As parents the best thing we can do for this world is to raise caring children. I met the young girl, in August and had an opportunity to interact with her. And she is an absolutely delightful human being. I am sure she will do more wonderful things in the future.

Eksaath Foundation thanks her for this initiative and God bless her with joy and success in everything that she does. Ps: Name of the child has been not mentioned to protect privacy, as requested by the mother.

Words can kill, without leaving any evidence

Dealing with emotional abuse is battle of the mind. And if one can’t fight it then it destabilizes the victim and the victims children as well. Its insidious and it must be cut off at the source with appropriate responses. A critical response to emotional abuse is to disconnect oneself from what is being thrown at you.

Most emotional abusers count on victims accepting what is being said, without using their own reason and logic. If a victim can delink herself emotionally from the abuse hurled, and the abuser, she will be able to handle him better. The day she starts showing spine, the abuser will start responding differently.

An idealistic situation is to exit. But many women don’t or can’t due to many reasons known to them. So response management becomes crucial in tackling this. To get trapped in why me and why he is doing it, is a waste of time. Most abusers don’t feel that they are doing anything wrong and that their actions are not abusive. Say a slap to the victim is for her own good.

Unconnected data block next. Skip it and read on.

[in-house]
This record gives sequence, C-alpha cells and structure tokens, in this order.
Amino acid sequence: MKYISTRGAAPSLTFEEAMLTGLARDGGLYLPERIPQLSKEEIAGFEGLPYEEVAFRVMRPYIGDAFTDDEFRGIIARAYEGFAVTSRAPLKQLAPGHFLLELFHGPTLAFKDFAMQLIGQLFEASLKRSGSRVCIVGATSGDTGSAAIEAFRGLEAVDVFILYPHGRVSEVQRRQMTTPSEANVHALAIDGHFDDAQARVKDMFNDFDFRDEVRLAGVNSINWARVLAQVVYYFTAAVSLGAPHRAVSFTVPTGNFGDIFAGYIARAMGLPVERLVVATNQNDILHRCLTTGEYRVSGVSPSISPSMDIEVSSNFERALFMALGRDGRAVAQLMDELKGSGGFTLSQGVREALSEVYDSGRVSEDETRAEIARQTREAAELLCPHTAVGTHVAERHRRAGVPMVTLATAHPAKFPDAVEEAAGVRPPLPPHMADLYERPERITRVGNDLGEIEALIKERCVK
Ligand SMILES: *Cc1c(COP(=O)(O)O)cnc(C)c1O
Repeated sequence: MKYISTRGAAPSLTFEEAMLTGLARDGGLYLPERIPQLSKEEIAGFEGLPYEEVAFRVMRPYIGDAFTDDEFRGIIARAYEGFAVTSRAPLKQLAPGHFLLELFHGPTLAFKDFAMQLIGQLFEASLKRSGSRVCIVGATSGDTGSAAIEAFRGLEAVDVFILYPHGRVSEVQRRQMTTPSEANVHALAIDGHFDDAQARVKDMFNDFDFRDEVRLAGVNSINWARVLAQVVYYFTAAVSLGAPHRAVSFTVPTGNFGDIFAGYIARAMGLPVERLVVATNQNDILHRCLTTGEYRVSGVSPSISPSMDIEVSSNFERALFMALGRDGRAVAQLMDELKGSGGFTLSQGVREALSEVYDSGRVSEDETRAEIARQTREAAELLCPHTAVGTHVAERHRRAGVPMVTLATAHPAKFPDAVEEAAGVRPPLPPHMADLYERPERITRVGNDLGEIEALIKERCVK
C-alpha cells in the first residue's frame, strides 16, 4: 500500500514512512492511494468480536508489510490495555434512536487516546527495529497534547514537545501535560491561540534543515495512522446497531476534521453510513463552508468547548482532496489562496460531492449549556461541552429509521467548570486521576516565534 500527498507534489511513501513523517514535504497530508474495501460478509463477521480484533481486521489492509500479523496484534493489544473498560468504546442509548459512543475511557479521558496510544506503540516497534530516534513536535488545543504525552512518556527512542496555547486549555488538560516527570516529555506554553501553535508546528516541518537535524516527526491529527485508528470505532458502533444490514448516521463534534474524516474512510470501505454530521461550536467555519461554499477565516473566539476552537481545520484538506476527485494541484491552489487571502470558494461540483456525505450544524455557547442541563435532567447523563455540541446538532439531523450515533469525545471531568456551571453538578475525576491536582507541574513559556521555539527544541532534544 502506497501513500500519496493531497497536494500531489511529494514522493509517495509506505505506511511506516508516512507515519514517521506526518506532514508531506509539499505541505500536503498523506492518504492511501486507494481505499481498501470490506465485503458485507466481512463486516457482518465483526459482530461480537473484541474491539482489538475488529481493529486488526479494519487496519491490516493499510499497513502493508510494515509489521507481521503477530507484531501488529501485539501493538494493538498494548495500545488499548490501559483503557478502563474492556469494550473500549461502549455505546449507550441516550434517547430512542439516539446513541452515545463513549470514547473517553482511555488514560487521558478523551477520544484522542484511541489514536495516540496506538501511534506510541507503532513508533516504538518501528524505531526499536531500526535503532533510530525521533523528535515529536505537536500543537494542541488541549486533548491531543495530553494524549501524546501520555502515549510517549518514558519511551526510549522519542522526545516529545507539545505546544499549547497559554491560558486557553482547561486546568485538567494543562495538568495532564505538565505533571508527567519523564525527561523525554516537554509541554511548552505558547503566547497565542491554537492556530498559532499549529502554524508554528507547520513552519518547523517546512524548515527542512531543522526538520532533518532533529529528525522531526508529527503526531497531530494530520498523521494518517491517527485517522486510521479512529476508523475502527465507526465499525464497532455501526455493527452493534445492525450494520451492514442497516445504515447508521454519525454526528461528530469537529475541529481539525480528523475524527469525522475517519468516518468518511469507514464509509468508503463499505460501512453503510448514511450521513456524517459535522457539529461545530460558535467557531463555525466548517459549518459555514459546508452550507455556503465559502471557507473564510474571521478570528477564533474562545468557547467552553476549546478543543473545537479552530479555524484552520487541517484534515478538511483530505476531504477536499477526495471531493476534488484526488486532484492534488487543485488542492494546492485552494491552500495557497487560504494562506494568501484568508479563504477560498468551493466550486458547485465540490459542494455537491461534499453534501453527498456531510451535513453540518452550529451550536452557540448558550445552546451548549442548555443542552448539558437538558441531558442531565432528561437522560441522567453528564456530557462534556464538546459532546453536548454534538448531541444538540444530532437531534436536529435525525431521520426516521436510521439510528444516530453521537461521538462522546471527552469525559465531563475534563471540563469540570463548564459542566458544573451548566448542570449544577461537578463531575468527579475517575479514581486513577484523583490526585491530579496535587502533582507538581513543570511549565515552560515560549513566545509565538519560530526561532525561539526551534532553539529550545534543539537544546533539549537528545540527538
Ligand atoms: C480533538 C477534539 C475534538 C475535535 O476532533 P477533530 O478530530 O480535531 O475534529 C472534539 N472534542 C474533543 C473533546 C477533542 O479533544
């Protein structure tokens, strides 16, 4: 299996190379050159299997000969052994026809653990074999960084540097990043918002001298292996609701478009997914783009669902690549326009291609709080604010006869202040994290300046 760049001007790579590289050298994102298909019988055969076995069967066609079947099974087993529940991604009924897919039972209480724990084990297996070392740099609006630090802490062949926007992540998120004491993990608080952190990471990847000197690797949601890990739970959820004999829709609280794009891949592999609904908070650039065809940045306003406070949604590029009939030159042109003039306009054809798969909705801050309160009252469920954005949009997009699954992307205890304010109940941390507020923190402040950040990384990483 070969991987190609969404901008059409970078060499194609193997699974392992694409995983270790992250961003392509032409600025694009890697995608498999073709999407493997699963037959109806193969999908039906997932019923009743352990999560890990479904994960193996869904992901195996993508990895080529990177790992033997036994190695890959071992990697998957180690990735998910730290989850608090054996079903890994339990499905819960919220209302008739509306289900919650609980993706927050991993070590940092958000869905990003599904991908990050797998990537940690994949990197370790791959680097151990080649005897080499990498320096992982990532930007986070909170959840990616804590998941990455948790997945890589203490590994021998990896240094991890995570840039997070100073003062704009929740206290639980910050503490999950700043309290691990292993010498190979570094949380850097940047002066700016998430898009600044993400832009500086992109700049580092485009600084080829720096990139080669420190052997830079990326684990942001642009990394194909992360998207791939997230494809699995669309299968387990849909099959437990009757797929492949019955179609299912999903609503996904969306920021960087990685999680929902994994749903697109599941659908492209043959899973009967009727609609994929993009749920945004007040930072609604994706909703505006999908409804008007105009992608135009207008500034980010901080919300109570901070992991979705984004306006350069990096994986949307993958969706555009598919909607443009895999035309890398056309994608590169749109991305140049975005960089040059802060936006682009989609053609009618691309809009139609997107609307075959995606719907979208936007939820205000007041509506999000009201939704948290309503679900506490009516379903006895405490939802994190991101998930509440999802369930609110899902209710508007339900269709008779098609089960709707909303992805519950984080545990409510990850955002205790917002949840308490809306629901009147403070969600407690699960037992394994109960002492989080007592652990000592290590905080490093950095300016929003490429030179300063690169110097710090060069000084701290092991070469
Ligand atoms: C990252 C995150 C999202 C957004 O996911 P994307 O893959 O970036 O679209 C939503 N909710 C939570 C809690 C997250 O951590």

The only focus for victims is to protect their sanity. Not fix the abuser. And if there are children then it becomes more critical that the abuse is managed or cut as quickly as possible before the kids start realizing that something wrong is happening. Always remember words can kill, without leaving any evidence. 

Mothers in domestic violence ignore health of children

In an Eye Camp conducted by Eksaath Foundation, 6 children were diagnosed with dry optic nerve. Parents were advised to seek medical attention. Parents of two boys got their sons treated immediately.

Follow ups were done with other parents by the school principal and Eksaath. However, parents of 3 girls did not seek any medical advise. After repeated follow ups, we met the mothers of two girls.

We found that these two ladies (on the right) were victims of domestic violence. The reason why they would not take their daughters to even do preliminary examination, is because they could not do so. They both had told their husbands to take the girls for a check up and both husbands said they were too busy to do so.

Eksaath asked them if the husband raised his hands on them? Yes. The mothers understood the repercussion of not taking seeking medical help for their daughters and the damage that could happen to the eyes. Yet, fear of violence from the husband, stopped them from taking any steps.

For women in violence, the only goal is the survival of self. If they can get through that, it’s a very big thing. Kids grow up just like that. Education, health is on the back burner. For girls in poor families, it becomes more difficult when men flutter around like vultures. And if the girl has vision loss? Remains uneducated? One can only imagine what can happen. Or one dare not imagine what could happen!!!